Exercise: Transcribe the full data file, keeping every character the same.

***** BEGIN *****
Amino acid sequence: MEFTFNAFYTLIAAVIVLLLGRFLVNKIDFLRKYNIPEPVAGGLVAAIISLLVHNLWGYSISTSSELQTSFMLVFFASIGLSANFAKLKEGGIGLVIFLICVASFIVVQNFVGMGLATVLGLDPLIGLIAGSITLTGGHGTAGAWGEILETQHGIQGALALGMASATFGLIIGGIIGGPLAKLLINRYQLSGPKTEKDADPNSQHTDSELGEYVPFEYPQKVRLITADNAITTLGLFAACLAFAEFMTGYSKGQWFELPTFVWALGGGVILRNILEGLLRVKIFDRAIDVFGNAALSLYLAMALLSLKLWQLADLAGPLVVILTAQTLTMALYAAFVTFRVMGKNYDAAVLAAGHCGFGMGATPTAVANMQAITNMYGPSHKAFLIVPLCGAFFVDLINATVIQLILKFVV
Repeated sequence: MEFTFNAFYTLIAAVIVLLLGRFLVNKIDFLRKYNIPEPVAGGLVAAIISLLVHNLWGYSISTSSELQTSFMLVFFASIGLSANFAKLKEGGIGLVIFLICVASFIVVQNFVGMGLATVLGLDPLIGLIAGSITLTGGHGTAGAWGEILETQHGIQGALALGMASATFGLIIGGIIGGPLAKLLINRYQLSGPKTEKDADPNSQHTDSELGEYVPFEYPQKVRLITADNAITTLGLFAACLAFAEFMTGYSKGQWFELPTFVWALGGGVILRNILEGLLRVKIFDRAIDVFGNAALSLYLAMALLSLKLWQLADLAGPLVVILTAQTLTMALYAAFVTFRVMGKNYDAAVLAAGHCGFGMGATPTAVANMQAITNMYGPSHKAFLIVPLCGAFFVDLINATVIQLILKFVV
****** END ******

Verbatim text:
Amino acid sequence: MEFTFNAFYTLIAAVIVLLLGRFLVNKIDFLRKYNIPEPVAGGLVAAIISLLVHNLWGYSISTSSELQTSFMLVFFASIGLSANFAKLKEGGIGLVIFLICVASFIVVQNFVGMGLATVLGLDPLIGLIAGSITLTGGHGTAGAWGEILETQHGIQGALALGMASATFGLIIGGIIGGPLAKLLINRYQLSGPKTEKDADPNSQHTDSELGEYVPFEYPQKVRLITADNAITTLGLFAACLAFAEFMTGYSKGQWFELPTFVWALGGGVILRNILEGLLRVKIFDRAIDVFGNAALSLYLAMALLSLKLWQLADLAGPLVVILTAQTLTMALYAAFVTFRVMGKNYDAAVLAAGHCGFGMGATPTAVANMQAITNMYGPSHKAFLIVPLCGAFFVDLINATVIQLILKFVV
Repeated sequence: MEFTFNAFYTLIAAVIVLLLGRFLVNKIDFLRKYNIPEPVAGGLVAAIISLLVHNLWGYSISTSSELQTSFMLVFFASIGLSANFAKLKEGGIGLVIFLICVASFIVVQNFVGMGLATVLGLDPLIGLIAGSITLTGGHGTAGAWGEILETQHGIQGALALGMASATFGLIIGGIIGGPLAKLLINRYQLSGPKTEKDADPNSQHTDSELGEYVPFEYPQKVRLITADNAITTLGLFAACLAFAEFMTGYSKGQWFELPTFVWALGGGVILRNILEGLLRVKIFDRAIDVFGNAALSLYLAMALLSLKLWQLADLAGPLVVILTAQTLTMALYAAFVTFRVMGKNYDAAVLAAGHCGFGMGATPTAVANMQAITNMYGPSHKAFLIVPLCGAFFVDLINATVIQLILKFVV